The controversy of daring

The idea is simple, and reminds me of something I heard many times while learning how to drive in Paris: if you do not dare, you die. Of course, that sounds pretty extreme and dramatic. Yet daring to break boundaries, not (necessarily) to be noticed, often opens up to other doors, and paths, mostly unexpected, and sometimes upsetting, when not disconcerting or discouraging. Playing safe is probably nice, and taking risks has also its rewards. Daring to go against the majority, however that majority is represented, understood or perceived, becomes political. So, to the ones, for instance, who decided to go and work for the 2014 Winter Games, how was it to manage the daily life knowing what some media had spread?

Like any other Games, being backstage comes with a mandatory Louis CK - Offendingcommitment to remain “e-silent” about what is happening. Maybe it is to “save the surprise” to the world audience. Well, for Sochi, politics got in the way, big time. Regardless of the Games, Summer, Winter, Commonwealth, etc., etc., the world community will regularly fuss about something prior to these events. Then, almost logically, it becomes political, because it touches everybody (or maybe just the ones who actually know of and have access to them). Any movement, demonstration (for or against) such large events bring some awareness, and some hopeful transparency. How these situations are depicted and translated to the rest of the world is another story. Friends of mine refused to go and work on the Games in Beijing and Sochi: not because the projects were not interesting, more because their personal values were not matching the ones from the host countries. Or, at least, they were not in sync with the perceived said values.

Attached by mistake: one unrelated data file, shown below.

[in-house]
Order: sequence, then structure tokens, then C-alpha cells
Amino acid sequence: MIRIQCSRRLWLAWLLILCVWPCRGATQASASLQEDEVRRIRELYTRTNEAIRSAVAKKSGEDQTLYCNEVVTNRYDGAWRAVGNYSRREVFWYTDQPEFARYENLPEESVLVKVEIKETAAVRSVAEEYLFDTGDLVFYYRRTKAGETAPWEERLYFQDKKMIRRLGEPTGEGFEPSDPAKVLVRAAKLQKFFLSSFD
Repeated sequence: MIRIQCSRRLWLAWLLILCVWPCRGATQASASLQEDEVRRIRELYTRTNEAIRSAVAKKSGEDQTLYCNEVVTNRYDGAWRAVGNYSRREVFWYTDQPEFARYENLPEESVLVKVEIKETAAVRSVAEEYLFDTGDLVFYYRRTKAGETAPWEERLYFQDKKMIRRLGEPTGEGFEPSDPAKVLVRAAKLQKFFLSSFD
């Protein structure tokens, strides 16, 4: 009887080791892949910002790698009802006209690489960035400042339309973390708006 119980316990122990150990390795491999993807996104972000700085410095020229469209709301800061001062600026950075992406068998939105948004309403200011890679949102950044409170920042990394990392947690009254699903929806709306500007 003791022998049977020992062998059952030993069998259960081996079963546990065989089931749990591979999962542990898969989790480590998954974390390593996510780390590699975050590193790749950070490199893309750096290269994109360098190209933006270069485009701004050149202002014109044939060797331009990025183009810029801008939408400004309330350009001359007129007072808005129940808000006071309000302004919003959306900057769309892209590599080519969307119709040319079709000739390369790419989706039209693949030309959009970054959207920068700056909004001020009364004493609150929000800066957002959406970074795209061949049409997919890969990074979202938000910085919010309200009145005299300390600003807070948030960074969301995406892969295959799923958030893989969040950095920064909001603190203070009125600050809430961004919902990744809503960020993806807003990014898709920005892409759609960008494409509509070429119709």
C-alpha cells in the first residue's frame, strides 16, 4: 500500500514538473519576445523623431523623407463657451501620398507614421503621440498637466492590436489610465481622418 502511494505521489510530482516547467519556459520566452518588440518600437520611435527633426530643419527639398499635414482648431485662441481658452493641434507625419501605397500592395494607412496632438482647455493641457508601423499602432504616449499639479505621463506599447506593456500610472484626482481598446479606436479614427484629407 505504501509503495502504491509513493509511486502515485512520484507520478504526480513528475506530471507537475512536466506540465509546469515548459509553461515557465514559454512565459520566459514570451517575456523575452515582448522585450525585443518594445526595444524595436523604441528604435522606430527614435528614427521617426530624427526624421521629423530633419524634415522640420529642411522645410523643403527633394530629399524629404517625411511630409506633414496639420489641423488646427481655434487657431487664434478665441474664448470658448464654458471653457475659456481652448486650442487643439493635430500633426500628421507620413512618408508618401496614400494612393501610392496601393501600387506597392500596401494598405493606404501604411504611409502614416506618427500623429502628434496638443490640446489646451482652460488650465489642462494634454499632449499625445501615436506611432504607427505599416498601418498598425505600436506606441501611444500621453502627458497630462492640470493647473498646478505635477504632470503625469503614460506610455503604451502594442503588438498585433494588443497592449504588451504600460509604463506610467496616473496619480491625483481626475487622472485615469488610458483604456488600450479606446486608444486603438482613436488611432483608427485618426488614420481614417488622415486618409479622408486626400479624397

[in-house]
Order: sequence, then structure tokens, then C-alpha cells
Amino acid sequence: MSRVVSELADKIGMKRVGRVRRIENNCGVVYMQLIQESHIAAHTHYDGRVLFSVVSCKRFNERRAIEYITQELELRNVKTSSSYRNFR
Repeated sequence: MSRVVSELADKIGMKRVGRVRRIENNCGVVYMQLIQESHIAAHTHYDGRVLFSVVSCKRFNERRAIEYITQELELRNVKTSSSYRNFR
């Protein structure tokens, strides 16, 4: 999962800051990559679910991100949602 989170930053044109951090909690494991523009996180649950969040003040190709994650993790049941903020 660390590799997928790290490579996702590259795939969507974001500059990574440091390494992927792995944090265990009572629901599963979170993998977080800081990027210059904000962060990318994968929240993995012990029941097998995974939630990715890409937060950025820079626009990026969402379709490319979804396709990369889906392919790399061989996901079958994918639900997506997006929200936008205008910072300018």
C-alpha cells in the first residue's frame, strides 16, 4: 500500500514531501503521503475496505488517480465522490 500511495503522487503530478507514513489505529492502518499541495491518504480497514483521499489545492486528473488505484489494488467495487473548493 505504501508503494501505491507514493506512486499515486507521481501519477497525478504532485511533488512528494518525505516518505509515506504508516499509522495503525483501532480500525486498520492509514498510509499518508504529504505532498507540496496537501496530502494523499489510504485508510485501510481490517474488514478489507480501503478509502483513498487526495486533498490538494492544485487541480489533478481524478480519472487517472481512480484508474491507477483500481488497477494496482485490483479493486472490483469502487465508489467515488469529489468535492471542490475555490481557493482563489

It is tough. It is life. As a spectator (or a consumer), it seems “easier” to boycott such an event, and I am still unclear how it does not fuel the controversy even more. I witness a lot of “anti-xyz” spreading their beliefs on various social media to protest against ideas that just do not fit with theirs and hope for a larger attention, and an eventual buy-in. Compared with the often massive power of the (political) machine they are fighting, the task is heavy, demands an indescribable courage and, sadly, sometimes giving up their own life. As a professional working in the Olympic family, the choice may be a bit more complicated. Contributing to any Games is a combination of crazy stress, exhilarating adrenaline and child-like excitement towards the delivery of something bigger than anything else, where the goers forget about the rest to enjoy a few days of international fun. Maybe it is a funnelled view of a sheltered bubble: this can be said of other perspectives too. How about we talk…